Why Jason Mraz Walked Away from Musical Theatre and How Waitress Gave Him a 'Raincheck'
Grammy winner Jason Mraz tells PEOPLE his experience in Broadway's Waitress and why he left musical theatre to begin with
Before Jason Mraz‘s debut album Waiting for My Rocket to Come dropped in 2002, launching a career that has won him millions of fans and a series of accolades (including two Grammys), the 40-year-old singer-songwriter planned for a career in musical theatre.
“Many young people in the performing arts, when you’re in high school, you have show choir, musicals, and drama. And because I like to sing and perform, those are the classes and programs I took,” Mraz tells PEOPLE. “I assumed musical theatre would be the route I would take.”
But when he moved to New York City in his late teens to explore the industry, Mraz quickly learned musical theatre wasn’t for him. “It was going to be very, very competitive and there was a risk I wouldn’t be able to get a job,” he said. “I didn’t want to audition to be able to sing, I just wanted to sing.”
“Writing my own original music, I could take it to Central Park, I could take it to a sidewalk, I could take it to a subway stop. I could sing anywhere, I had ultimate freedom,” he continued. “So that made my decision and I removed myself from musical theatre. I honestly never thought I would go back.”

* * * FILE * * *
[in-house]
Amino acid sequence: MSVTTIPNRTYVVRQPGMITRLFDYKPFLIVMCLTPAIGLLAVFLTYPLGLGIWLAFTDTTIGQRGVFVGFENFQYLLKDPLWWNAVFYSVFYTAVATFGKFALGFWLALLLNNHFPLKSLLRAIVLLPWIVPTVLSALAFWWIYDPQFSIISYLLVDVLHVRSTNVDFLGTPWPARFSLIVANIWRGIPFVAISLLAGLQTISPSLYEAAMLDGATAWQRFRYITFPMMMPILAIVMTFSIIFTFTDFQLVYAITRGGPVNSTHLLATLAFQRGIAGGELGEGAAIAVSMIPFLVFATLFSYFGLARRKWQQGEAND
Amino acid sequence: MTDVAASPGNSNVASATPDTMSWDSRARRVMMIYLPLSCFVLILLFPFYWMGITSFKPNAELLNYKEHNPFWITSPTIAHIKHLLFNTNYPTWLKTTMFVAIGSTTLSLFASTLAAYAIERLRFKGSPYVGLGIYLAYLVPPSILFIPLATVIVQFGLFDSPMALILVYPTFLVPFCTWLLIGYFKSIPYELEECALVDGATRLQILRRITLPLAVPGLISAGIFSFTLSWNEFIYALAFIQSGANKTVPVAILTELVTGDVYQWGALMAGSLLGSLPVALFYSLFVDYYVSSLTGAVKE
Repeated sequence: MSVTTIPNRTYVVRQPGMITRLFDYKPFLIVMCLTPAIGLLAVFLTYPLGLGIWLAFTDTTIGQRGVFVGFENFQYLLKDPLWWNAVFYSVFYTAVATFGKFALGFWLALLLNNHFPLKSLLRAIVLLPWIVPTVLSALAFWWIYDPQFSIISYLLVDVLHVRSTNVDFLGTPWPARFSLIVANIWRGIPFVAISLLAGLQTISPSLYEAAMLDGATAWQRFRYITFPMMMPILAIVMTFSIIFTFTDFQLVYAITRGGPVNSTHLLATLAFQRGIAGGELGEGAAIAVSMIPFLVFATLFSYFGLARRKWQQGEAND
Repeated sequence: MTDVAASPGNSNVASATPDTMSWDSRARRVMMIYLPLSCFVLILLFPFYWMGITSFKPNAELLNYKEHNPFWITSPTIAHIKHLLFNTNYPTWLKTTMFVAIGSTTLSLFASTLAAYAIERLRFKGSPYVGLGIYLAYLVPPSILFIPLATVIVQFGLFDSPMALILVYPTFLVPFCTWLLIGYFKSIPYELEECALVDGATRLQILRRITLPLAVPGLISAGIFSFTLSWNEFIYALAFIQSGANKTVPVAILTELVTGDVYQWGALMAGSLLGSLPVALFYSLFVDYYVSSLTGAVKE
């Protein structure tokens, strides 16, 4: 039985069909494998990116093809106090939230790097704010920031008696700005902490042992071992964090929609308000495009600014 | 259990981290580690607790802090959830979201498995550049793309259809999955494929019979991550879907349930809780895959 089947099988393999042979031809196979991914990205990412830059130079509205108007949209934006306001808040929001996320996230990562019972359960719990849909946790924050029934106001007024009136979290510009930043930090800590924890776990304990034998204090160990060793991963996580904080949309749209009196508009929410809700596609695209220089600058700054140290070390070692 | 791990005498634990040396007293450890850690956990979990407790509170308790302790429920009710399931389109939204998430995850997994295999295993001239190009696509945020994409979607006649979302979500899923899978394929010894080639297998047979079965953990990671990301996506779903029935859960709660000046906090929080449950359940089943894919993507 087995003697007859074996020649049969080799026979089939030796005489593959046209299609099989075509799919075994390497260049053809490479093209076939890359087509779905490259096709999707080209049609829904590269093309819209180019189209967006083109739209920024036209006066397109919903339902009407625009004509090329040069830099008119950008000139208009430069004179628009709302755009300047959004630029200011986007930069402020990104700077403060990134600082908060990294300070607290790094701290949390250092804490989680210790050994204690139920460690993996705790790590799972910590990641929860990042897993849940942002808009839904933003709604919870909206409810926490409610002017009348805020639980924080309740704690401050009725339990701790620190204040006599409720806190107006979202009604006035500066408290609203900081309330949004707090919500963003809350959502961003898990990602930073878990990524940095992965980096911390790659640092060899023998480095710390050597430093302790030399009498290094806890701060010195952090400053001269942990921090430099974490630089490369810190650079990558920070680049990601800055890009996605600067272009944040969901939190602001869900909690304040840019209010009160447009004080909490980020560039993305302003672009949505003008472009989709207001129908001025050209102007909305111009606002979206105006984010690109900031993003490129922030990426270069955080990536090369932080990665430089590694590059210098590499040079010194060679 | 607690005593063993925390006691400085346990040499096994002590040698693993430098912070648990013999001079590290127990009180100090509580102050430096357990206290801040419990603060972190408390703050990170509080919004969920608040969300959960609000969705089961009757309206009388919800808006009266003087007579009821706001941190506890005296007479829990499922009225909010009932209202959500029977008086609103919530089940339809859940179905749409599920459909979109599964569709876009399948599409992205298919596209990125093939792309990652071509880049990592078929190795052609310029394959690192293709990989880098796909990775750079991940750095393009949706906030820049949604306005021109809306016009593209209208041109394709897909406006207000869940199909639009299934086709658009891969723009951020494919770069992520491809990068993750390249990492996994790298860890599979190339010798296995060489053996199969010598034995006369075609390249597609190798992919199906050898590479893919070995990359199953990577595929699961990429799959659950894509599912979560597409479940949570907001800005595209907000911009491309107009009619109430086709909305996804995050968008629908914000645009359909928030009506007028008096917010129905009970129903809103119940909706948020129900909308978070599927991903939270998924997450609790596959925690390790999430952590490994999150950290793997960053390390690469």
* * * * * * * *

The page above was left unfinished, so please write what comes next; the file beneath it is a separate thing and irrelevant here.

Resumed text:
All that changed, though, when Mraz’s friend Sara Bareilles reached out and asked him if he wanted to join the cast of Waitress — the hit 2016 musical she composed about a waitress in a small town named Jenna who enters a pie contest in hopes of using the prize money to escape her unhappy marriage (The story is adapted from Adrienne Shelly’s 2007 movie of the same name.)
Mraz had a connection to Waitress, having sung a few songs on Bareilles’ “What’s Inside: Songs from Waitress” concept album. Moreover, those songs were the same written for Dr. Pomatter – the role Bareilles asked him to play.
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Still, that wasn’t exactly the reason he decided to do Waitress.
“It felt like the universe was giving me a raincheck and calling me back to musical theatre,” he says. “I never expected to be in the show, never once. But when she called and asked, I knew immediately that I wanted to do it. Which is weird because my stomach and my nerves said ‘No way,’ but I took this as a sign that I have to do this. I have to challenge myself as a performer and feel that experience once and for all.”
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Mraz has been in the show since Nov. 3 and will remain in the production through mid-January. Besides being able to flex his musical theatre muscle again, Mraz says he’s been able to grow his performance by bringing his touring experience to the show.
“My musical theatre gave me tools as a singer-songwriter and gave me more diversity in my showmanship, allowing me to weave my songs into a narrative night after night so there would be purpose for my songs and stories,” Mraz explained. “Now, I’m able to take my 20 years of playing original music and put that into a musical production. It’s only helped and enhance my performance.”
It’s worked out so well that when he’s done with the part, Mraz said he’s open to other opportunities in the artform – perhaps even a musical he’d compose himself.
“I love writing, I love creating music,” Mraz, whose debut album was recently rereleased on vinyl in honor of its 15th anniversary. “When you break down just the songs of Waitress, it really is a great album. So if I could ever get my head around a narrative or get invited to particular story or concept, I would probably entertain the idea of bringing songs to life for a musical. I wouldn’t throw it out.”
Waitress is now playing at Broadway’s Brooks Atkinson Theatre.